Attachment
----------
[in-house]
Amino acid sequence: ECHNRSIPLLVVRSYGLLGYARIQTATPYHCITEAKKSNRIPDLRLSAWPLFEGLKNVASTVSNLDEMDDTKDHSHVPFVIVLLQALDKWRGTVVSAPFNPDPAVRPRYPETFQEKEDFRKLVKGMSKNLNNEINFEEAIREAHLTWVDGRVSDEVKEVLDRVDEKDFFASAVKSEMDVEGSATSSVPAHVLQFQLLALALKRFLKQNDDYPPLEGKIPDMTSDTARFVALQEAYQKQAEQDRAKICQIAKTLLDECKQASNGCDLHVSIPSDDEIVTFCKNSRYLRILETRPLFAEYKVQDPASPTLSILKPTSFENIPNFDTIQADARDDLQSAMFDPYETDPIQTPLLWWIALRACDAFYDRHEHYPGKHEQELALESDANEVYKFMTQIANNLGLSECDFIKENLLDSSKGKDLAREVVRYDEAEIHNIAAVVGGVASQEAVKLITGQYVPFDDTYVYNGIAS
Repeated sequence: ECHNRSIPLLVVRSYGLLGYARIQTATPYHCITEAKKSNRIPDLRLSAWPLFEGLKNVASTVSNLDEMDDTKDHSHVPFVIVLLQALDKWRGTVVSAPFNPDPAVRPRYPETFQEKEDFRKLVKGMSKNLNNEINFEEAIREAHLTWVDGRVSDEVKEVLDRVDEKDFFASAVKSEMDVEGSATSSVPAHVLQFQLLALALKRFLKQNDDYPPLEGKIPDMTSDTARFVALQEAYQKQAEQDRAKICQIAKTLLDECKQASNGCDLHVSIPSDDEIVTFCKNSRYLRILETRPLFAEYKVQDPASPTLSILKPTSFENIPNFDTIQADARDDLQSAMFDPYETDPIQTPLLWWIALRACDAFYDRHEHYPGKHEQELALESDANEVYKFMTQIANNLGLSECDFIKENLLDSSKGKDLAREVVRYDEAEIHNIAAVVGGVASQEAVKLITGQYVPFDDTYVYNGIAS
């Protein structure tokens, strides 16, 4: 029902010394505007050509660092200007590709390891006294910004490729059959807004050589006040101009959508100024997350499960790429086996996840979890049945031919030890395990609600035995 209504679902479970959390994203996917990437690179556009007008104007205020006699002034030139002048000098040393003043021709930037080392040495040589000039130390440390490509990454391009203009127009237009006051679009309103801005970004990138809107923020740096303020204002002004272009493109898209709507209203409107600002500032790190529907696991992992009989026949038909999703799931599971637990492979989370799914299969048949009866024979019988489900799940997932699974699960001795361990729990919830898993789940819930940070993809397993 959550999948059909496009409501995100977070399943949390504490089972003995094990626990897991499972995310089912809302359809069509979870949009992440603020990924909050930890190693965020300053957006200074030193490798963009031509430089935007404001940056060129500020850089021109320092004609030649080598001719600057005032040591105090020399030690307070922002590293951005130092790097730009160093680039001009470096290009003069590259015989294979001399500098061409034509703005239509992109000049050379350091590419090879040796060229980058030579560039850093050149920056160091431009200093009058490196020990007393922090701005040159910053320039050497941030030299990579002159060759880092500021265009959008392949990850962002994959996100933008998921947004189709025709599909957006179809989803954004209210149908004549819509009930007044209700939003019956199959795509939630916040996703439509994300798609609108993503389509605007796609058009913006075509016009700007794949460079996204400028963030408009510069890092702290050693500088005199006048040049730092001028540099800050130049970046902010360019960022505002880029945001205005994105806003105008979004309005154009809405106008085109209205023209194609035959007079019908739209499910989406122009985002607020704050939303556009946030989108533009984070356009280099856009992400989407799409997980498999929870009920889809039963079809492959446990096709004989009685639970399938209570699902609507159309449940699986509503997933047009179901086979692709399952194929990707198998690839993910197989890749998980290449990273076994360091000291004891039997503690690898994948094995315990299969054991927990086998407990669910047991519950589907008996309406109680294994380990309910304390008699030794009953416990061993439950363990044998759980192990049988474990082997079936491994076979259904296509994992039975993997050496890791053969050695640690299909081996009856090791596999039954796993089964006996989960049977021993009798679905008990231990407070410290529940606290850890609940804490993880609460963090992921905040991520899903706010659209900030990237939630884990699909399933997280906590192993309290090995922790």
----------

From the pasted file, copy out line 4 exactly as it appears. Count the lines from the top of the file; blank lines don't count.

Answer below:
């Protein structure tokens, strides 16, 4: 029902010394505007050509660092200007590709390891006294910004490729059959807004050589006040101009959508100024997350499960790429086996996840979890049945031919030890395990609600035995 209504679902479970959390994203996917990437690179556009007008104007205020006699002034030139002048000098040393003043021709930037080392040495040589000039130390440390490509990454391009203009127009237009006051679009309103801005970004990138809107923020740096303020204002002004272009493109898209709507209203409107600002500032790190529907696991992992009989026949038909999703799931599971637990492979989370799914299969048949009866024979019988489900799940997932699974699960001795361990729990919830898993789940819930940070993809397993 959550999948059909496009409501995100977070399943949390504490089972003995094990626990897991499972995310089912809302359809069509979870949009992440603020990924909050930890190693965020300053957006200074030193490798963009031509430089935007404001940056060129500020850089021109320092004609030649080598001719600057005032040591105090020399030690307070922002590293951005130092790097730009160093680039001009470096290009003069590259015989294979001399500098061409034509703005239509992109000049050379350091590419090879040796060229980058030579560039850093050149920056160091431009200093009058490196020990007393922090701005040159910053320039050497941030030299990579002159060759880092500021265009959008392949990850962002994959996100933008998921947004189709025709599909957006179809989803954004209210149908004549819509009930007044209700939003019956199959795509939630916040996703439509994300798609609108993503389509605007796609058009913006075509016009700007794949460079996204400028963030408009510069890092702290050693500088005199006048040049730092001028540099800050130049970046902010360019960022505002880029945001205005994105806003105008979004309005154009809405106008085109209205023209194609035959007079019908739209499910989406122009985002607020704050939303556009946030989108533009984070356009280099856009992400989407799409997980498999929870009920889809039963079809492959446990096709004989009685639970399938209570699902609507159309449940699986509503997933047009179901086979692709399952194929990707198998690839993910197989890749998980290449990273076994360091000291004891039997503690690898994948094995315990299969054991927990086998407990669910047991519950589907008996309406109680294994380990309910304390008699030794009953416990061993439950363990044998759980192990049988474990082997079936491994076979259904296509994992039975993997050496890791053969050695640690299909081996009856090791596999039954796993089964006996989960049977021993009798679905008990231990407070410290529940606290850890609940804490993880609460963090992921905040991520899903706010659209900030990237939630884990699909399933997280906590192993309290090995922790």